Home to Harlem by Claude McKay
Published in 1928, Home to Harlem would go on to become one of the most significant African-American novels ever published, inspiring black activists and writers in completely different nations and even hemispheres. During the Harlem Renaissance, a pair of youths attempt to find their way in a city of discrimination, winding up with sharply divergent results.
How Stella Got Her Groove Back by Terry McMillan
Sexy, steamy romance aficionados consider Terry McMillan’s tantalizing tropical tale How Stella Got Her Groove Back a quintessential classic of the genre. The eponymous middle-aged woman, a professionally successful single mother, finds love and inspiration while on an impromptu Jamaican holiday, where she encounters a startling suitor half her age.
The Intuitionist by Colson Whitehead
Two separate mindsets regarding elevator repair — Intuitionism and Empiricism — compete against one another for dominance in a metaphor for the history of black empowerment and subsequent fluctuations in mainstream acceptance. Caught in the middle of this conflict is the nameless city’s first African-American female inspector (an Intuitionist) whose career and philosophy fall under hefty criticism when one of her assignments plummets.
Things Fall Apart by Chinua Achebe
Watch in horror as the pride of an Igbo village mentally unravels and physically weakens to the point that his anguish and that of his people foreshadow his ultimately disheartening fate. Literary types tout Things Fall Apart as among the greatest postcolonial novels ever published, encapsulating the horrors inflicted on traditional lifestyles by invading Europeans.
The Known World by Edward P. Jones
Edward P. Jones earned the 2003 Pulitzer (among other prestigious honors) for his debut novel, which focuses its attentions on slavery and the shocking reality that free blacks also owned human property. A power-mad landowner’s widow manages to lose her grip on everything he left behind, resulting in a heavily detailed inquiry into all the moral and ethical components of the institution of peddling human flesh.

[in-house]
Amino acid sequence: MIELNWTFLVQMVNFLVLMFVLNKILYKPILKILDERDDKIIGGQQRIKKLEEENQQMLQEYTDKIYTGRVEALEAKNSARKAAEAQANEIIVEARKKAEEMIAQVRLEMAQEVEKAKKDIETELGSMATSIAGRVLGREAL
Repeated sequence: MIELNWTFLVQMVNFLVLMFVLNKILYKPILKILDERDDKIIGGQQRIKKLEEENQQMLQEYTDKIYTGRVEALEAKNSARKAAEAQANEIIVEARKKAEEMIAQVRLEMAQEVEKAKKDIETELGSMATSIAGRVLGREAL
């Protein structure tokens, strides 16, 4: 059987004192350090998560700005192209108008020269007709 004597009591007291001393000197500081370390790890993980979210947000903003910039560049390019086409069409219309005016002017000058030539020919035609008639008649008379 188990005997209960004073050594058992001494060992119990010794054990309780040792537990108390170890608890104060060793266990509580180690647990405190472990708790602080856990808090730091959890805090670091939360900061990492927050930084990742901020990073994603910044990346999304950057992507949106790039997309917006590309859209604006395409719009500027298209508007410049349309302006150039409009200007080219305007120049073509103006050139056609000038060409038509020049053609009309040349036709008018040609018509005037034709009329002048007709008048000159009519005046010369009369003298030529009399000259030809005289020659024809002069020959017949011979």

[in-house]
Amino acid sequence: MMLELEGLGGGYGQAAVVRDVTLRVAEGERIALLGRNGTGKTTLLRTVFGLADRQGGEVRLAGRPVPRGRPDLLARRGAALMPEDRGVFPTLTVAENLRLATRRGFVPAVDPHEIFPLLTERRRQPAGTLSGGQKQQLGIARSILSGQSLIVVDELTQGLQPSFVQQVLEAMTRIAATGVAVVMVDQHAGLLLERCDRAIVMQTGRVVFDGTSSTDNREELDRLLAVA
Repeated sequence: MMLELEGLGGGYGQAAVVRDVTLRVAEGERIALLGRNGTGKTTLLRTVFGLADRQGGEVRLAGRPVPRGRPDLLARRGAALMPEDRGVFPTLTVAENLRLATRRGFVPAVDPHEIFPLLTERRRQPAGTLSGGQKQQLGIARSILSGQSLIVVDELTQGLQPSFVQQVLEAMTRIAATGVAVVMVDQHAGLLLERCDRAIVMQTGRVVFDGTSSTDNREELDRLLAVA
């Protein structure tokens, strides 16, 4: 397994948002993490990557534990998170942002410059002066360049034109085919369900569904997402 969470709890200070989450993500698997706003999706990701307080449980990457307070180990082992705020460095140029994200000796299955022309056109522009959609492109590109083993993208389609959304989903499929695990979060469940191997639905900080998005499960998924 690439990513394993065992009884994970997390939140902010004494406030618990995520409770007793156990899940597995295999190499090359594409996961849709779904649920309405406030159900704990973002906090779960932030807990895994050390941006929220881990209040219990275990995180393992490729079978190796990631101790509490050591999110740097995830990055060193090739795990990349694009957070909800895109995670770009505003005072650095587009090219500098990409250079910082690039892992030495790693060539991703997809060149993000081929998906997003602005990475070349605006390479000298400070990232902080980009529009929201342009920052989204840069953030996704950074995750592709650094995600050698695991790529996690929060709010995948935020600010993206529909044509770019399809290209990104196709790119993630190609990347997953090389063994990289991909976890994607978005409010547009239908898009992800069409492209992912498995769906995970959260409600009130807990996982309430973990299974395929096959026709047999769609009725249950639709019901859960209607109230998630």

Those Bones are Not My Child by Toni Cade Bambara
Forty children wind up murdered in Atlanta between 1979 and 1981, all victims of the city’s volatile transition following the election of its very first black mayor. No less than Toni Morrison herself edited her close friend’s novel for posthumous publication, believing it to be her greatest, most evocative entry in her entire oeuvre.
The Dragon Can’t Dance by Earl Lovelace
Three men — one eagerly completing a majestic dragon costume for Carnival, one displaced Indian, and one nogoodnick — who call an impoverished Port of Spain neighborhood home eventually succumb to the maddening discrimination and racial divides. It all culminates in a frantic crime stemming directly from Trinidad and Tobago’s boiling history of colonial oppression.
The Street by Ann Petry
In Harlem, single mother Lutie Johnson wants nothing more than opportunities to work hard and support her beloved son Bub, propelling herself forward with thoughts of Benjamin Franklin. Fascinating friends and foes alike round out this realistic slice-of-life story about making it in spite of pre-Civil Rights and misogynistic odds.
Monster by Walter Dean Myers
Yet another widely celebrated young adult read, Monster deals with the grim robbery and murder trial of a poor Harlem youth from start to finish. One must actually pick up the novel to learn of the jury’s ultimate decision, but whether guilty or innocent, his narrative still challenges readers to think of the criminal justice system’s own unique set of injustices and biases.
Source/Credit: Accredited Online Colleges (www.accreditedonlinecolleges.com)